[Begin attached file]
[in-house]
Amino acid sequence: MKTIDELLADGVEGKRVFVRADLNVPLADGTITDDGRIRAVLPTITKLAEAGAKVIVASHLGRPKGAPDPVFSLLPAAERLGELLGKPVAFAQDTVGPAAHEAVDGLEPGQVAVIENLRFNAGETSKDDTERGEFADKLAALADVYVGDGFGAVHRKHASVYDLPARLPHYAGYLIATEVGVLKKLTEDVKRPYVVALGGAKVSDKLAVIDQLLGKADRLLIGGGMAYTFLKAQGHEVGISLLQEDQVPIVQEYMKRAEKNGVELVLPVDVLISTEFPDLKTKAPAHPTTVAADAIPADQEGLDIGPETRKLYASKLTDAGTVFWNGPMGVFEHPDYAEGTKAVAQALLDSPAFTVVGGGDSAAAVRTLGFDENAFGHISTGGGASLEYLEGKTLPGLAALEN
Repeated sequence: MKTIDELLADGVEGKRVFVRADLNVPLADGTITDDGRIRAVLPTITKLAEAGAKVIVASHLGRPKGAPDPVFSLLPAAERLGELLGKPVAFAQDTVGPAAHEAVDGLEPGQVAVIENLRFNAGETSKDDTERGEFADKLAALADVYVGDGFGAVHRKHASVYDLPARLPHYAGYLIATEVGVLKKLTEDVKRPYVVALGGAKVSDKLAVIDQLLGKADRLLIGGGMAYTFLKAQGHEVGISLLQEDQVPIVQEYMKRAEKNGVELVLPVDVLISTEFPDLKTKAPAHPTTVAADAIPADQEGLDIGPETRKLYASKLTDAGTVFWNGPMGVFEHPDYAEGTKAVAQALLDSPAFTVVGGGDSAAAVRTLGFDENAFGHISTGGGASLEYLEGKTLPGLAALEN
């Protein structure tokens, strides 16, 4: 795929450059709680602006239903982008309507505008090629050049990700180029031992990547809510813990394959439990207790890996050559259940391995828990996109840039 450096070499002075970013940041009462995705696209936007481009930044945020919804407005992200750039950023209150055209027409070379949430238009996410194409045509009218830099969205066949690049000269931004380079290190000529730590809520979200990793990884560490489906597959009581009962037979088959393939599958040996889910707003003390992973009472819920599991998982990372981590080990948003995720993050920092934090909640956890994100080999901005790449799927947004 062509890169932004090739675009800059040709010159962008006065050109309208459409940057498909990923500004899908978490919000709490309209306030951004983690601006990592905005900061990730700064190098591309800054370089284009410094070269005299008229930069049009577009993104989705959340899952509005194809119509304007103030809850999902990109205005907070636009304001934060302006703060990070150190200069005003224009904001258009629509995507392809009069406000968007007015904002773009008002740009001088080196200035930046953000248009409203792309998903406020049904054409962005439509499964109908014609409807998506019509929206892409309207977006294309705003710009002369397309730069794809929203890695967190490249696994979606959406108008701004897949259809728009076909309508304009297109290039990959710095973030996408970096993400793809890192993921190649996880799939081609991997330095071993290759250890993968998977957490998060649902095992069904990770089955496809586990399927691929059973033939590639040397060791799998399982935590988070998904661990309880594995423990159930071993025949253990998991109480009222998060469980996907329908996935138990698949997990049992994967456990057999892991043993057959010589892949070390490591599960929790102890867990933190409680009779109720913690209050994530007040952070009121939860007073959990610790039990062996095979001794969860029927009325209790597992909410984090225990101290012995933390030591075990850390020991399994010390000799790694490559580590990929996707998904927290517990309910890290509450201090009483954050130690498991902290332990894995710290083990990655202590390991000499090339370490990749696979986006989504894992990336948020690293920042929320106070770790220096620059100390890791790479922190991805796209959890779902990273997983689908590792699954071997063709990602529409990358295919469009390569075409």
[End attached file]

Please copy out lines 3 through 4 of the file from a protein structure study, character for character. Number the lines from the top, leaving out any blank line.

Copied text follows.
Repeated sequence: MKTIDELLADGVEGKRVFVRADLNVPLADGTITDDGRIRAVLPTITKLAEAGAKVIVASHLGRPKGAPDPVFSLLPAAERLGELLGKPVAFAQDTVGPAAHEAVDGLEPGQVAVIENLRFNAGETSKDDTERGEFADKLAALADVYVGDGFGAVHRKHASVYDLPARLPHYAGYLIATEVGVLKKLTEDVKRPYVVALGGAKVSDKLAVIDQLLGKADRLLIGGGMAYTFLKAQGHEVGISLLQEDQVPIVQEYMKRAEKNGVELVLPVDVLISTEFPDLKTKAPAHPTTVAADAIPADQEGLDIGPETRKLYASKLTDAGTVFWNGPMGVFEHPDYAEGTKAVAQALLDSPAFTVVGGGDSAAAVRTLGFDENAFGHISTGGGASLEYLEGKTLPGLAALEN
């Protein structure tokens, strides 16, 4: 795929450059709680602006239903982008309507505008090629050049990700180029031992990547809510813990394959439990207790890996050559259940391995828990996109840039 450096070499002075970013940041009462995705696209936007481009930044945020919804407005992200750039950023209150055209027409070379949430238009996410194409045509009218830099969205066949690049000269931004380079290190000529730590809520979200990793990884560490489906597959009581009962037979088959393939599958040996889910707003003390992973009472819920599991998982990372981590080990948003995720993050920092934090909640956890994100080999901005790449799927947004 062509890169932004090739675009800059040709010159962008006065050109309208459409940057498909990923500004899908978490919000709490309209306030951004983690601006990592905005900061990730700064190098591309800054370089284009410094070269005299008229930069049009577009993104989705959340899952509005194809119509304007103030809850999902990109205005907070636009304001934060302006703060990070150190200069005003224009904001258009629509995507392809009069406000968007007015904002773009008002740009001088080196200035930046953000248009409203792309998903406020049904054409962005439509499964109908014609409807998506019509929206892409309207977006294309705003710009002369397309730069794809929203890695967190490249696994979606959406108008701004897949259809728009076909309508304009297109290039990959710095973030996408970096993400793809890192993921190649996880799939081609991997330095071993290759250890993968998977957490998060649902095992069904990770089955496809586990399927691929059973033939590639040397060791799998399982935590988070998904661990309880594995423990159930071993025949253990998991109480009222998060469980996907329908996935138990698949997990049992994967456990057999892991043993057959010589892949070390490591599960929790102890867990933190409680009779109720913690209050994530007040952070009121939860007073959990610790039990062996095979001794969860029927009325209790597992909410984090225990101290012995933390030591075990850390020991399994010390000799790694490559580590990929996707998904927290517990309910890290509450201090009483954050130690498991902290332990894995710290083990990655202590390991000499090339370490990749696979986006989504894992990336948020690293920042929320106070770790220096620059100390890791790479922190991805796209959890779902990273997983689908590792699954071997063709990602529409990358295919469009390569075409």